oscar-waoInstead of just announcing what the new all-city book club selection is going to be, New York took it to the people with OneBookNY. They chose five possible books and are asking people to vote on what they think everyone should read.

The five books are:

  • Americanah by Chimamanda Ngozi Adichie
  • Between the World and Me by Ta-Nehisi Coates
  • The Brief Wondrous Life of Oscar Wao by Junot Diaz
  • The Sellout by Paul Beatty
  • A Tree Grows in Brooklyn by Betty Smith

Couple interesting choices here. Coates’s book is nonfiction, departing from the usual novelistic mold, while Beatty’s (amazing) novel is set quite definitively in Los Angeles. Seems like either Diaz or Smith’s (also amazing) novels are the right choice here, but who’s to say?

Voting closes February 28.

Screening Room: ‘The Lost Arcade’

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For years, the last arcade in New York was a gritty little spot called the Chinatown Fair. There, night after night, gamers gathered to compete, play, gossip, and boast until the early hours. Then it closed.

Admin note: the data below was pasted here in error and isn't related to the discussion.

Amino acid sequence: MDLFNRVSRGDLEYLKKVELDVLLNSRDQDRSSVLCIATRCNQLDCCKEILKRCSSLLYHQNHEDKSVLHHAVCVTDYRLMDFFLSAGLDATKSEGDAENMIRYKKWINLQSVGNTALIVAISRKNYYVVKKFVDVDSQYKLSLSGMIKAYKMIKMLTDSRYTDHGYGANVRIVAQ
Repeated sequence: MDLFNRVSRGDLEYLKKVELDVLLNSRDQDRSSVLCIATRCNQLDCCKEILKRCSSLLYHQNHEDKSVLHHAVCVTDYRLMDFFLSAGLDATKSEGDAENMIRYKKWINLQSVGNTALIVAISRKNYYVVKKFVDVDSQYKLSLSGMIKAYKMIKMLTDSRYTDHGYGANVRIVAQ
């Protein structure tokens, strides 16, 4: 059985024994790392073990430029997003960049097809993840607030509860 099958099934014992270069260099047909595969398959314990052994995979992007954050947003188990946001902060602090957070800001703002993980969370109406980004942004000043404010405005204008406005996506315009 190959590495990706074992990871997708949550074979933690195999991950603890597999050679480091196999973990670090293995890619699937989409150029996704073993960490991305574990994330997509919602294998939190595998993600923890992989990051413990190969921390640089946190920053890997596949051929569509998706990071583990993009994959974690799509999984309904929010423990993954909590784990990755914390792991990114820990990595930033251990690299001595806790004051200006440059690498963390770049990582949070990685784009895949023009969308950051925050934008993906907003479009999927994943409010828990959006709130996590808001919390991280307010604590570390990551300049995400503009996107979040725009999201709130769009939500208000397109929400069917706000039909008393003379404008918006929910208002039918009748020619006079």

The Lost Arcade has been playing the festival circuit. It opens at the Metrograph in New York this week. My review is at Film Journal International:

Everything about the videogame palaces in The Lost Arcade makes them look like oases. Shot mostly at night, because that’s when the gamers come out, the arcades blaze into the darkness with their teenage-Vegas cacophony of strobing lights, electronic bleeps, and the hoots and hollers of victors and vanquished. Clearly, these are not just places to drop some quarters and kill a half-hour on the latest Street Fighter; they are clubhouses, homes away from home…

Here’s the trailer:

Reader’s Corner: ‘City on a Grid’

Before the grid: How 2nd Avenue and 42nd Street looked in 1861. (New York Public Library)
Before the grid: How 2nd Avenue and 42nd Street looked in 1861. (New York Public Library)